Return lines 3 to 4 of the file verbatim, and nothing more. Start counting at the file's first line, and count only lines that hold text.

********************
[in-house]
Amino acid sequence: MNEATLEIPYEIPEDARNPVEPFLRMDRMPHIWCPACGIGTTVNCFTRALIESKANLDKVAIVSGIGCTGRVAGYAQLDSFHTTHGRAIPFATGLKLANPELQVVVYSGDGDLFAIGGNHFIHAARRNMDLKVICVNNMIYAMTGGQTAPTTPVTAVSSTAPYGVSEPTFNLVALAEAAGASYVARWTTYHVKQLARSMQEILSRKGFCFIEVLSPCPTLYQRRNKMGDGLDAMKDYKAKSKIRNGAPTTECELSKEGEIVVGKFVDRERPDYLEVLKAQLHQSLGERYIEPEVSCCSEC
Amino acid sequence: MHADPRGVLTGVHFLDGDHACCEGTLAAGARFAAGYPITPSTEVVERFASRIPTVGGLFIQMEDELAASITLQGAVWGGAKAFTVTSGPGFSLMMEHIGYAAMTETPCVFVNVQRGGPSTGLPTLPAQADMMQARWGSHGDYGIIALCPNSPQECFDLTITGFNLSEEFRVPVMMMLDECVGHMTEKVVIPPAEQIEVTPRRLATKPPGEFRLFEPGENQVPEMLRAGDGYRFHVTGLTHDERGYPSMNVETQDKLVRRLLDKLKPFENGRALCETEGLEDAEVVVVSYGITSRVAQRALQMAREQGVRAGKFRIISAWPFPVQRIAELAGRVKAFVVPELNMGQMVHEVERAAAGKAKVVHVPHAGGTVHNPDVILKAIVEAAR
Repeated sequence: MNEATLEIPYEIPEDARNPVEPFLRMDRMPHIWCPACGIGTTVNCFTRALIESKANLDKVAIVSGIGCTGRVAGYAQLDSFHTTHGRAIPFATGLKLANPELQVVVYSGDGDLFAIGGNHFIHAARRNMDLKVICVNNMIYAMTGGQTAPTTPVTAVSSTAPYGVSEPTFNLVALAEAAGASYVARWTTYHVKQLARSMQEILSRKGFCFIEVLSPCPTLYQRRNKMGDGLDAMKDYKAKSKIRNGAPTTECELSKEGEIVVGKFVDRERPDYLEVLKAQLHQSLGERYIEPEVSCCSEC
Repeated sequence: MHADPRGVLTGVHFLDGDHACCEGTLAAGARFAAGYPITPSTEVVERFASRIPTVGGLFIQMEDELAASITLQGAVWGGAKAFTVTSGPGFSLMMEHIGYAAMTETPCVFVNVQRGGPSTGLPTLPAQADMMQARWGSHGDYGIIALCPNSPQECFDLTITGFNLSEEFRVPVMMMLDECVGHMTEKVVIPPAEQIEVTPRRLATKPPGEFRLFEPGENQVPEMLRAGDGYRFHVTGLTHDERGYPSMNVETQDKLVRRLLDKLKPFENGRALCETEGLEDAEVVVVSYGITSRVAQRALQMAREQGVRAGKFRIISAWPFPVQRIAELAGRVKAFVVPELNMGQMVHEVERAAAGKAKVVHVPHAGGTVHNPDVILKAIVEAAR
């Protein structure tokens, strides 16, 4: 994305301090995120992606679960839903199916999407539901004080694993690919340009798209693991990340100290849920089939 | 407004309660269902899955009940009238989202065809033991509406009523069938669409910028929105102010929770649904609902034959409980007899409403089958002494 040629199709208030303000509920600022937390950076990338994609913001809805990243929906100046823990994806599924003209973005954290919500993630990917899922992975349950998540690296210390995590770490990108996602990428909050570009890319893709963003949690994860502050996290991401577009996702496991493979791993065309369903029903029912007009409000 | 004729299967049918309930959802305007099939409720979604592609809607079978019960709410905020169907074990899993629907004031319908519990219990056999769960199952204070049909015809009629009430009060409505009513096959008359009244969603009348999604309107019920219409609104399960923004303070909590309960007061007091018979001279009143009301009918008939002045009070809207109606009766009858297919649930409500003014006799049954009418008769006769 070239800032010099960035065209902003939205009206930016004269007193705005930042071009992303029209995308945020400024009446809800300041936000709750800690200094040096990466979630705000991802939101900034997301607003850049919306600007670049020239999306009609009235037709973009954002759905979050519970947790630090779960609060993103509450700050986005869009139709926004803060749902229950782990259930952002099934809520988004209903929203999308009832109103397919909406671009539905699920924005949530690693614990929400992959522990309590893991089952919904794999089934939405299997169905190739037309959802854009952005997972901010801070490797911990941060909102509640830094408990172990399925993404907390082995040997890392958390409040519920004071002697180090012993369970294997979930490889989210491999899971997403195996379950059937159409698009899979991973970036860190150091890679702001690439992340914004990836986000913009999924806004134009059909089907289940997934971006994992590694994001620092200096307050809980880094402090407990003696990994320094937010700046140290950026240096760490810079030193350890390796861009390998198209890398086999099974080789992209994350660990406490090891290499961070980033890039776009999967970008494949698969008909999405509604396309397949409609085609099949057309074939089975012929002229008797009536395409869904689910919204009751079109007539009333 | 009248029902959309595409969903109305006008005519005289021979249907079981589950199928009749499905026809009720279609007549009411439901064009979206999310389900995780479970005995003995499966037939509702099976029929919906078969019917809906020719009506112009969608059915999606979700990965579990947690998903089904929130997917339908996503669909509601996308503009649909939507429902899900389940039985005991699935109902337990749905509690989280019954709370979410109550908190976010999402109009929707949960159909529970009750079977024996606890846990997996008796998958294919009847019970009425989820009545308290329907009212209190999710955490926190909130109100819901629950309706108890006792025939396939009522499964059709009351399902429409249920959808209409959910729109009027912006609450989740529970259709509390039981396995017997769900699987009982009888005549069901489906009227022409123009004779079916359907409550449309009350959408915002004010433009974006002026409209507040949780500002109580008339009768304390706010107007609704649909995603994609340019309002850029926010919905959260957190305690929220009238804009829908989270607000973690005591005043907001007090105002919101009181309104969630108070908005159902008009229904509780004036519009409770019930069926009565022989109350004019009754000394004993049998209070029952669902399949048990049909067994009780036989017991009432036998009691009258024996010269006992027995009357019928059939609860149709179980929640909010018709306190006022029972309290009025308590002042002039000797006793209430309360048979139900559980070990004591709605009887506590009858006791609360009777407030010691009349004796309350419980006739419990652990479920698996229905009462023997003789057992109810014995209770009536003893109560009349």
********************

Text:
Amino acid sequence: MHADPRGVLTGVHFLDGDHACCEGTLAAGARFAAGYPITPSTEVVERFASRIPTVGGLFIQMEDELAASITLQGAVWGGAKAFTVTSGPGFSLMMEHIGYAAMTETPCVFVNVQRGGPSTGLPTLPAQADMMQARWGSHGDYGIIALCPNSPQECFDLTITGFNLSEEFRVPVMMMLDECVGHMTEKVVIPPAEQIEVTPRRLATKPPGEFRLFEPGENQVPEMLRAGDGYRFHVTGLTHDERGYPSMNVETQDKLVRRLLDKLKPFENGRALCETEGLEDAEVVVVSYGITSRVAQRALQMAREQGVRAGKFRIISAWPFPVQRIAELAGRVKAFVVPELNMGQMVHEVERAAAGKAKVVHVPHAGGTVHNPDVILKAIVEAAR
Repeated sequence: MNEATLEIPYEIPEDARNPVEPFLRMDRMPHIWCPACGIGTTVNCFTRALIESKANLDKVAIVSGIGCTGRVAGYAQLDSFHTTHGRAIPFATGLKLANPELQVVVYSGDGDLFAIGGNHFIHAARRNMDLKVICVNNMIYAMTGGQTAPTTPVTAVSSTAPYGVSEPTFNLVALAEAAGASYVARWTTYHVKQLARSMQEILSRKGFCFIEVLSPCPTLYQRRNKMGDGLDAMKDYKAKSKIRNGAPTTECELSKEGEIVVGKFVDRERPDYLEVLKAQLHQSLGERYIEPEVSCCSEC